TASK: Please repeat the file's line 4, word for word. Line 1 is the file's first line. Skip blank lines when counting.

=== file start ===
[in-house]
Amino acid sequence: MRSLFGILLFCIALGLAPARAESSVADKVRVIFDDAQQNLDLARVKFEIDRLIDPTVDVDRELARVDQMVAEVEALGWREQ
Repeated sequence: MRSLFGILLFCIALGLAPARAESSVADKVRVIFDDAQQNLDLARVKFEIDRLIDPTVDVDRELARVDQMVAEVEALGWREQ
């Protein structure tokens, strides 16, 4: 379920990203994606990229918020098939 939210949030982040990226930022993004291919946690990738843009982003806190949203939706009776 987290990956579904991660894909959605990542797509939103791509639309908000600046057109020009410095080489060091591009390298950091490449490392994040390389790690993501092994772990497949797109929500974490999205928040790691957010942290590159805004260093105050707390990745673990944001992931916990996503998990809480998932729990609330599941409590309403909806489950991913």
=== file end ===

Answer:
């Protein structure tokens, strides 16, 4: 379920990203994606990229918020098939 939210949030982040990226930022993004291919946690990738843009982003806190949203939706009776 987290990956579904991660894909959605990542797509939103791509639309908000600046057109020009410095080489060091591009390298950091490449490392994040390389790690993501092994772990497949797109929500974490999205928040790691957010942290590159805004260093105050707390990745673990944001992931916990996503998990809480998932729990609330599941409590309403909806489950991913």